ON MOTION FOR REHEARING

[Original Opinion at 38 Fla. L. Weekly D908a]

(Levine, J.) We grant appellees' motion for rehearing, withdraw our previous opinion, and substitute the following in its place.

The issue presented for our review is whether the trial court erred in granting a motion to dismiss based upon the commission of fraud upon the trial court. We find that the trial court did not err since there was competent, substantial evidence to support the trial court's decision. We find, specifically, that there was competent, substantial evidence that appellant sentiently set in motion an unconscionable scheme calculated to interfere with the judicial system's ability to adjudicate the matter impartially. We affirm the order of the trial court, as we find that the trial court did not abuse its discretion in imposing the sanction of dismissal.

Edward Herman, individually and as personal representative of the Estate of Miriam Herman, his late wife, timely appeals a final order dismissing his wrongful death medical malpractice lawsuit for fraud on the court. In 1999, Miriam Herman filed a medical malpractice lawsuit against her cardiologist, Dr. Mitchell Silver, alleging that Dr. Silver caused her to go into renal failure by negligently failing to obtain a nephrology consult before clearing her for open heart surgery in 1997. After her death in 2001, appellant Edward Herman was appointed as the personal representative of the estate and the case was converted to a wrongful death suit.

In late 2002, then-defendant Bethesda Memorial Hospital propounded requests for production, one of which asked for "any notes or diaries maintained by Edward Herman or Miriam Herman that pertain to the issues raised in this lawsuit." A few days later, Dr. Silver served the same request for production, including the same request for diaries.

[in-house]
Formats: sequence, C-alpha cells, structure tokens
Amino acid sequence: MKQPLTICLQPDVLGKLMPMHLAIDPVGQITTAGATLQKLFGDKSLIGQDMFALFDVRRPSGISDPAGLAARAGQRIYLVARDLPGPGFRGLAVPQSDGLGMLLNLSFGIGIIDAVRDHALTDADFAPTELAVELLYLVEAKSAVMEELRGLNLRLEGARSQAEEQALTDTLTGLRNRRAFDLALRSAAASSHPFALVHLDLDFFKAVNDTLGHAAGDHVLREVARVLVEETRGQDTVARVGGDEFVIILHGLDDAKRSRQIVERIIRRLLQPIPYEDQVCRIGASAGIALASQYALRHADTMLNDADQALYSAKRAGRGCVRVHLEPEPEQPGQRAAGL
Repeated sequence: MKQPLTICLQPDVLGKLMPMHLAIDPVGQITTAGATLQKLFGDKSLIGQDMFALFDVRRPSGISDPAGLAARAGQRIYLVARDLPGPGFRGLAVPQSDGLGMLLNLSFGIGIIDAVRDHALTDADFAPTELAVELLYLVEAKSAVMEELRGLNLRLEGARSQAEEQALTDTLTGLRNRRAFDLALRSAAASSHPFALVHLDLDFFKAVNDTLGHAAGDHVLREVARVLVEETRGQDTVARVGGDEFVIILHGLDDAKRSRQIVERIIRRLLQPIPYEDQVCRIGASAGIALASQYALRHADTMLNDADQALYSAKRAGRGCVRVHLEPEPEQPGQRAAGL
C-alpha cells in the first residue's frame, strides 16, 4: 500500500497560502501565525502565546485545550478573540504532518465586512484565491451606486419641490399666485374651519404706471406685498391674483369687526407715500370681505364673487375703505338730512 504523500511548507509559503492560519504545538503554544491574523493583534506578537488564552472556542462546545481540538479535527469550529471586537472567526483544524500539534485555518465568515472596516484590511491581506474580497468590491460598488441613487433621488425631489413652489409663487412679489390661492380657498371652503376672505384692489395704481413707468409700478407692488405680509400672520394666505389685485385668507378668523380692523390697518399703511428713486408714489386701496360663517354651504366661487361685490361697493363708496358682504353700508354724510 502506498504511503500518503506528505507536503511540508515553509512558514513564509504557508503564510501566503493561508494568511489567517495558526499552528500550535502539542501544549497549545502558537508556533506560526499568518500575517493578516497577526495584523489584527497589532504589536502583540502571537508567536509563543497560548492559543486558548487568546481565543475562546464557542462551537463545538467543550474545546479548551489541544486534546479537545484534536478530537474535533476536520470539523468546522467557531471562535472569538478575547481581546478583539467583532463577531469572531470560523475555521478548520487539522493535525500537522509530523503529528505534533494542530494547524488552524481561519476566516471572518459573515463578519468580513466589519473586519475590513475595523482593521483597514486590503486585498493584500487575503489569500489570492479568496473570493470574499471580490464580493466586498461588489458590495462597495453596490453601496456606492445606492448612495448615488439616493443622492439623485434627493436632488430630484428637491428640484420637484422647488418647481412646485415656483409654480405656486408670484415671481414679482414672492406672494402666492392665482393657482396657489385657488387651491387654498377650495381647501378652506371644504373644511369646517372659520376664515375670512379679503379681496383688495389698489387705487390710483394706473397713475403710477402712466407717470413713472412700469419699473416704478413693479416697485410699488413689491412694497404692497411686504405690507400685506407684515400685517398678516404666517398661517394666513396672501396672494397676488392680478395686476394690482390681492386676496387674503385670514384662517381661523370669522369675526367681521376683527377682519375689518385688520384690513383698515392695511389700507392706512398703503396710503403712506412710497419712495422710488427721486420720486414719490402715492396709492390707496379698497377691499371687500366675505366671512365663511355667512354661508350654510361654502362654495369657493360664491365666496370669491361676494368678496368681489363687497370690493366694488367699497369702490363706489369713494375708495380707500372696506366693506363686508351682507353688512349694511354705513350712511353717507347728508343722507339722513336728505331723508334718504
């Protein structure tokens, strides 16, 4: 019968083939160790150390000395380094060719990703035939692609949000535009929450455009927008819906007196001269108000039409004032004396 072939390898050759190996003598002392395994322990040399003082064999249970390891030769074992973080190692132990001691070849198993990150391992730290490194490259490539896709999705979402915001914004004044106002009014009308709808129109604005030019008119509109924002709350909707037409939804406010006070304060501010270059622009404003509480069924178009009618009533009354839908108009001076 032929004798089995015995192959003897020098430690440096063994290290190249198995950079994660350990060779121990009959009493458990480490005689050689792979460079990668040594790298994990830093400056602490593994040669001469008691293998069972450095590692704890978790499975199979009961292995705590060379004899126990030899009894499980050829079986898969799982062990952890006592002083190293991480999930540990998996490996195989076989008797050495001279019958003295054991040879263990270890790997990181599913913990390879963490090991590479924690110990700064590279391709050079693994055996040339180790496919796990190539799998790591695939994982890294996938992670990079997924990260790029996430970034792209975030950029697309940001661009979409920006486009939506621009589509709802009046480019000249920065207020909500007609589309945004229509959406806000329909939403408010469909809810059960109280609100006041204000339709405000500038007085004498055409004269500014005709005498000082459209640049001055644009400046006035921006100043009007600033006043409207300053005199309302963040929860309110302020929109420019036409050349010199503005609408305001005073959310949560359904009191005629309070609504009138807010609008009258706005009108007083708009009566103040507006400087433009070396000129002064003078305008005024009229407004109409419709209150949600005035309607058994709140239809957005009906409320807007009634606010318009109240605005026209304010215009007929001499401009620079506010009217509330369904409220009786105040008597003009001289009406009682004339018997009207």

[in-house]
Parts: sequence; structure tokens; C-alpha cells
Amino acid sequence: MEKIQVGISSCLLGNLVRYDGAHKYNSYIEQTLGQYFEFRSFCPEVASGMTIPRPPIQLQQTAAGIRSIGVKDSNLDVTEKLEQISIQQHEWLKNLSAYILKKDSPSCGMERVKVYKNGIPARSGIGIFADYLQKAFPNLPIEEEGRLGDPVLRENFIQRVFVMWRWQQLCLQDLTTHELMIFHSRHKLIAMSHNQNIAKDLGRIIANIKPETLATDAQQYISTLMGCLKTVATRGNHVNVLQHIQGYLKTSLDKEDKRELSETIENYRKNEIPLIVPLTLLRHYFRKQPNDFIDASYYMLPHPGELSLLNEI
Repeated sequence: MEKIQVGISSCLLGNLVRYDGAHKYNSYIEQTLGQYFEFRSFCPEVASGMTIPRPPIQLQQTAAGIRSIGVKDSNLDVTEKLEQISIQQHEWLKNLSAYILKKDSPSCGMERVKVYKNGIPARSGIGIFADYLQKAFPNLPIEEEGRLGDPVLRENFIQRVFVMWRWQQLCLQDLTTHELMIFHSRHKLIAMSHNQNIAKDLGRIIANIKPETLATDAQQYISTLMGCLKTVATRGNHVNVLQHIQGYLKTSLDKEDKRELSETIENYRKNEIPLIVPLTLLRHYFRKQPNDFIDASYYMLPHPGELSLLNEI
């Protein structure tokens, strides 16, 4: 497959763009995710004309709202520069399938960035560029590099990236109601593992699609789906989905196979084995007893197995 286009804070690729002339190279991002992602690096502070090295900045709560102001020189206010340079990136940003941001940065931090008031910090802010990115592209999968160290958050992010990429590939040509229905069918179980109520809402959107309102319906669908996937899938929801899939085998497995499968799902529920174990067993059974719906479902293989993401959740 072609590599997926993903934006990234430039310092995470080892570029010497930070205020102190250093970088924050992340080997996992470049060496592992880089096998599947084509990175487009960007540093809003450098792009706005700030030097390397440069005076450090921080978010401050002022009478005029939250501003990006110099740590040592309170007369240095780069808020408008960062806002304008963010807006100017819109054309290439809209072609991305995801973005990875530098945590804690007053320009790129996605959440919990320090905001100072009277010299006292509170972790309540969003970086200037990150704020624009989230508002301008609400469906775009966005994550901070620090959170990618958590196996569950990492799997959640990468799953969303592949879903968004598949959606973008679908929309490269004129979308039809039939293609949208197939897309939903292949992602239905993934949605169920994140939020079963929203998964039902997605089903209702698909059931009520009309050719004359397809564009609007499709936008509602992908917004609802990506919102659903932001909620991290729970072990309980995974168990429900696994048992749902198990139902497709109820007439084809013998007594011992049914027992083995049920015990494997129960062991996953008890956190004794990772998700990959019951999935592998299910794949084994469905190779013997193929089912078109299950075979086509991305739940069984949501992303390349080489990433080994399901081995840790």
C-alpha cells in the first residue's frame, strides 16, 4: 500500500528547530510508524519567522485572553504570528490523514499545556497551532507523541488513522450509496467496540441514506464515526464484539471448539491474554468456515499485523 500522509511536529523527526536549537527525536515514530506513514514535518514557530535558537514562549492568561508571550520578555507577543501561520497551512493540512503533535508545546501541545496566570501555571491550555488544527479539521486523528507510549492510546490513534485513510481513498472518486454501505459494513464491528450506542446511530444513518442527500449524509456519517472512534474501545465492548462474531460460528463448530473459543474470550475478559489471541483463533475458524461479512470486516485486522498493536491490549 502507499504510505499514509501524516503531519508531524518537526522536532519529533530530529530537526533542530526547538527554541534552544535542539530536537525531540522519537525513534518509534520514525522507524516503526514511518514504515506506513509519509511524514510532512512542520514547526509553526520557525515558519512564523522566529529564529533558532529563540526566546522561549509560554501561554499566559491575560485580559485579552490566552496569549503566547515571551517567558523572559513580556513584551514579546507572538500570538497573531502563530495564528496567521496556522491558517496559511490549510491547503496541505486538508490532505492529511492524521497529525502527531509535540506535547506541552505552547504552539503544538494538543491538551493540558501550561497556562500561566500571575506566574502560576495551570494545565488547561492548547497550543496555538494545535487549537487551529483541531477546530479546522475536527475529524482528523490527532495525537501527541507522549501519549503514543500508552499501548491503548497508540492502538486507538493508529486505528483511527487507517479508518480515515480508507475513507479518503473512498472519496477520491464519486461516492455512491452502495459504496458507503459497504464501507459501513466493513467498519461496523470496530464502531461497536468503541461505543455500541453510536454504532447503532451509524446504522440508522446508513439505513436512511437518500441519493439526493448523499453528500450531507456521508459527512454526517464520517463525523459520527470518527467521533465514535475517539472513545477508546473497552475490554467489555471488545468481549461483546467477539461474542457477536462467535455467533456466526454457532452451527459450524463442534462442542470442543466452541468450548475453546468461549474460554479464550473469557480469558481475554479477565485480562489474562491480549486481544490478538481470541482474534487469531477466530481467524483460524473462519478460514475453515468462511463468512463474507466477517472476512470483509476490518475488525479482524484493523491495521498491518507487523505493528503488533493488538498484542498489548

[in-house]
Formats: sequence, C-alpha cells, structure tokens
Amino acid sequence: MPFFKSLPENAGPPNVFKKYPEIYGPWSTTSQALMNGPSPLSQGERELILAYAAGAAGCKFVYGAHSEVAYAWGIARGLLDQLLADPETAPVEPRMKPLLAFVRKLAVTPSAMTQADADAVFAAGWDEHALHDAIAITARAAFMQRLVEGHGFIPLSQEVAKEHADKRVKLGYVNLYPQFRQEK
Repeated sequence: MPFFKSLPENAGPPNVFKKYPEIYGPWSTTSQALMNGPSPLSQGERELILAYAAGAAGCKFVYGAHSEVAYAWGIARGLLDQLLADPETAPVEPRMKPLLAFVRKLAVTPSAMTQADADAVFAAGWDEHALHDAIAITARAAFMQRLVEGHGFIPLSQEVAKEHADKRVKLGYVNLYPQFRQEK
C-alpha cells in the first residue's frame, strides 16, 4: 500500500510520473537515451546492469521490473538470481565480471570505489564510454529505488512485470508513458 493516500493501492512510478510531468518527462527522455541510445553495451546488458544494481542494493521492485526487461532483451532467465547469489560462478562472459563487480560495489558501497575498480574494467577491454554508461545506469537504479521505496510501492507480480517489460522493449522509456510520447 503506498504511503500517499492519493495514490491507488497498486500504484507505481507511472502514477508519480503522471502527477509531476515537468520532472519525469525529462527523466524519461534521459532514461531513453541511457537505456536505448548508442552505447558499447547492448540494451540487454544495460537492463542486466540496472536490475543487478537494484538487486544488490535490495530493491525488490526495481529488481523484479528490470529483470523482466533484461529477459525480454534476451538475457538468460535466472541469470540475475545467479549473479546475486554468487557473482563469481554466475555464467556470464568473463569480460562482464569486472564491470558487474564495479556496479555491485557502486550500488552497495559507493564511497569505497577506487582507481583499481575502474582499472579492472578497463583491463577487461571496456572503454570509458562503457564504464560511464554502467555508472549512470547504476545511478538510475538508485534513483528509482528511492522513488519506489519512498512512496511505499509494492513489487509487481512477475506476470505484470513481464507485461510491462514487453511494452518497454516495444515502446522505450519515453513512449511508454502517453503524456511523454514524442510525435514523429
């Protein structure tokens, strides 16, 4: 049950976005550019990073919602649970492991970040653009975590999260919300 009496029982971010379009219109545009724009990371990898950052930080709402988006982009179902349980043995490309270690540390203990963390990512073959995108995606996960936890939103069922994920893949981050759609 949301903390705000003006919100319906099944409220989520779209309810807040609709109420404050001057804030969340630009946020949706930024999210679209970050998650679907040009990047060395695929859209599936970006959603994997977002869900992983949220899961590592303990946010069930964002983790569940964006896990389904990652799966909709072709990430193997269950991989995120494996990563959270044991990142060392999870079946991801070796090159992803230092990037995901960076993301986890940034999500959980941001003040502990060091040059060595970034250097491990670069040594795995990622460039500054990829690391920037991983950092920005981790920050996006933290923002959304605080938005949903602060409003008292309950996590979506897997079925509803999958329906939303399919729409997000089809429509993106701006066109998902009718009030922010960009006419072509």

Although Mr. Herman did keep a diary chronicling his wife's medical condition from March 1997 (when she was admitted into the hospital) to July 1997, this diary was never disclosed to the defense in discovery. Mr. Herman never responded to either Bethesda's or Dr. Silver's request for production. An August 2003 motion to compel production filed by Dr. Silver was never set for hearing or ruled on.

The case went to trial in 2006. Mr. Herman presented expert testimony from a cardiologist that Dr. Silver negligently failed to get a nephrology consult in spite of clear medical signs that Mrs. Herman needed treatment before being cleared for surgery. He also presented expert testimony that any reasonable nephrologist would have implemented treatment and medication that would have prevented her from going into renal failure, given her medical condition.

At trial, Mr. Herman testified at length about his background, his life with Mrs. Herman, and the medical care she received. Mr. Herman testified that the first time he ever learned anything about Mrs. Herman's renal insufficiency was when she was in the hospital after the surgery. He also testified that, before the surgery, his wife rode bicycles, went for walks, and danced.

Mrs. Herman's deposition was taken before her death and the deposition recording was played at trial. Mrs. Herman denied that she had problems with her kidneys prior to the surgery. She also testified that she would routinely take walks with her husband for exercise. She was not specifically asked about whether she rode bicycles or went dancing.

The Hermans' daughter, Ms. Susan Winograd, testified at trial regarding her mother's physical activity. She testified that the family would go bike riding when she was younger. She also testified that her mother was a vibrant woman who loved dancing, but explained that her mother had to give up dancing after the surgery.

The 2006 trial resulted in a hung jury, and the case was scheduled to be retried in 2010.